Infrared spectra of catalysts and adsorbed molecules

Communication 4. Dimethyl ether on the surface of aluminum oxide
  • V. I. Yakerson
  • L. I. Lafer
  • V. Ya. Danyushevskii
  • A. M. Rubinshtein
Inorganic and Analytical Chemistry


  1. 1.

    The IR spectrum of dimethyl ether, adsorbed on hydrated and dehydrated surfaces of γ-Al2O3, was studied in the region of 4000-1000 cm−1.

  2. 2.

    Several forms of adsorption, differing in conditions of formation and thermal stability, were found in the interval 20–450°: adsorption on hydroxyl groups of the surface, bonded by a hydrogen bond; interaction with the formation of a coordination bond (oxygen of the ether with aluminum atom of the lattice); a structure with activation of hydrogen of the methyl group by the surface and carbonate -carboxylate structures.

  3. 3.

    The “free” hydroxyls of the surface do not take part in adsorption.

  4. 4.

    Adsorption of dimethyl ether on a dehydrated aluminum oxide surface proceeds with splitting out of water, rehydrating the surface.



Hydrogen Aluminum Hydrated Hydroxyl Hydrogen Bond 
These keywords were added by machine and not by the authors. This process is experimental and the keywords may be updated as the learning algorithm improves.


Unable to display preview. Download preview PDF.

Unable to display preview. Download preview PDF.

Literature cited

  1. 1.
    V. I. Yakerson, L. I. Lafer, and A. M. Rubinshtein, Zh. Prikl. Spektroskopii,5, 360 (1966).Google Scholar
  2. 2.
    V. I. Yakerson, L. I. Lafer, and A. M. Rubinshtein, Dokl. AN SSSR,173, 622 (1967).Google Scholar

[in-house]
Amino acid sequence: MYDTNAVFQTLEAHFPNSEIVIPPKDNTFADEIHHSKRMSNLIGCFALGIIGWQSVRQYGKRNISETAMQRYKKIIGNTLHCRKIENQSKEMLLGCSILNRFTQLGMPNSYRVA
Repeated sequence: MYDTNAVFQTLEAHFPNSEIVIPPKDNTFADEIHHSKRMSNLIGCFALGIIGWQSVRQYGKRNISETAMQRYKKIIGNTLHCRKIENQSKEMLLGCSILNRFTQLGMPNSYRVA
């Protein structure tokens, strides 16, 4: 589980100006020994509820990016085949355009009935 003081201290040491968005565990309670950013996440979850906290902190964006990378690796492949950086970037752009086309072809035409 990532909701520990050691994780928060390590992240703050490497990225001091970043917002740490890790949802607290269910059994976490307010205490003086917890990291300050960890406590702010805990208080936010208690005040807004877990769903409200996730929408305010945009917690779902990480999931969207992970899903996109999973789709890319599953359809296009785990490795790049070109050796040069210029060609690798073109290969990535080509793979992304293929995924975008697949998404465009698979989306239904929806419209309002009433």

3. 3.
    V. I. Yakerson, L. I. Lafer, and A. M. Rubinshtein, Dokl. AN SSSR,17, 111 (1967).Google Scholar
  4. 4.
    E. B. Svetlanov and R. M. Flid, Zh. Fiz. Khimii,40, 3055 (1966).Google Scholar
  5. 5.
    L. Bellamy, Infrared Spectra of Complex Molecules [Russian translation], IL, 1963.Google Scholar
  6. 6.
    L. I. Lafer and V. I. Yakerson, Zh. Prikl. Spektroskopii,4, 468 (1966).Google Scholar
  7. 7.
    J. P. Perchard, M. Th. Forel, and M. L. Josien, J. chim. phys. et phys. chim. biol.,61, 632 (1964).Google Scholar
  8. 8.
    M. Falk and E. Whalley, J. Chem. Phys.,34, 554 (1961).Google Scholar
  9. 9.
    Y. Kanazawa and K. Nukada, Bull. Chem. Soc. Japan,35, 612 (1962).Google Scholar
  10. 10.
    I. M. Ginzburg and M. A. Abramovich, Optics and Spectroscopy, Collection of Articles [in Russian], Izd. AN SSSR (1963), p. 230.Google Scholar
  11. 11.
    J. P. Perchard, M. Th. Forel, and M. L. Josien, J. chim. phys. et phys. chim. biol.,61, 645, 652, 660 (1964).Google Scholar
  12. 12.
    R. J. Freymann, Spectre infrarouge et structure moleculaires, Paris (1947).Google Scholar
  13. 13.
    E. Taillandier and M. Taillandier, Compt. rend.,257, 522 (1963).Google Scholar
  14. 14.
    J. M. Begun, W. H. Fletcher, and A. A. Palko, Spectrochim. acta,18, 655 (1962).Google Scholar
  15. 15.
    J. Lascomba, J. le Calvé, and M.-Th. Forel, Compt. rend.,258, gr. 6, 611 (1964).Google Scholar
  16. 16.
    R. G. Greenler, J. Chem. Phys.,37, 2094 (1962).Google Scholar
  17. 17.
    V. N. Filimonov, Collection: Elementary Photo Processes in Molecules [in Russian], “Nauka,” 330 (1966).Google Scholar
  18. 18.
    L. Szobei, Compt. rend.,218, 315, 834 (1944).Google Scholar
  19. 19.
    Spectroscopic Methods in the Chemistry of Complex Compounds, Collection of Articles Edited by V. M. Vdovenko [in Russian], “Khimiya,” 136 (1964).Google Scholar
  20. 20.
    K. Nakamoto, Infrared Spectra of Inorganic and Coordination Compounds [Russian translation], “Mir,” 1966.Google Scholar

Copyright information

© Consultants Bureau 1968

Authors and Affiliations

  • V. I. Yakerson
    • 1
  • L. I. Lafer
    • 1
  • V. Ya. Danyushevskii
    • 1
  • A. M. Rubinshtein
    • 1
  1. 1.N. D. Zelinskii Institute of Organic ChemistryAcademy of Sciences of the USSRUSSR

Personalised recommendations